DEC regulations seek to prevent spread of invasive species
New regulations from the State Department of Environmental Conservation are out this week, aimed at protecting natural resources. The regulations identify more than 100 invasive plant and animal species that have the potential to harm New York’s environment and ways to prevent their release.
State Assemblyman Sean Ryan says one example of such species that Western New Yorkers are most familiar with is the zebra mussel. He says the zebra mussel had more than just an environmental effect in the Great Lakes and across the state.
"The secondary effect is they became attached to the intakes at power stations throughout New York State and right now we're spending hundreds of millions of dollars a year just to clean up after the zebra mussel," Ryan said Thursday.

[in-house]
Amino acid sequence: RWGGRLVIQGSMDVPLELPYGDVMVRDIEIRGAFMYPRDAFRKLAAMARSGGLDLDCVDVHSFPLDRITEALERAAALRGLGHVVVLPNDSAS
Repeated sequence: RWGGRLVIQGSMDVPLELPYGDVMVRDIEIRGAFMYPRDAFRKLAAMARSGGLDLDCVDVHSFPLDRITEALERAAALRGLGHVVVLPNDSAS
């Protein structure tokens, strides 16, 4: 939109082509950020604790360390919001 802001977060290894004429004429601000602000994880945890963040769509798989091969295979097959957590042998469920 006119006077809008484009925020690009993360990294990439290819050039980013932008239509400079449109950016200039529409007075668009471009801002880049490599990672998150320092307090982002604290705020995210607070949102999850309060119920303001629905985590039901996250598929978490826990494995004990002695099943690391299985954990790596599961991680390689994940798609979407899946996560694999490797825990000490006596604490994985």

Ryan says the state currently spends about $15 million a year trying to undo the release of these species and the damage they cause.
The Buffalo Democrat says one of the big fears now for the Great Lakes is the invasion of the asian carp. He says if it gets into the Great Lakes, where it has no natural predator, it has the potential to take over the ecosystem.
Ryan says he is hopeful that the regulations will prevent the release of invasive species into the environment before their cleanup becomes a burden on the taxpayers.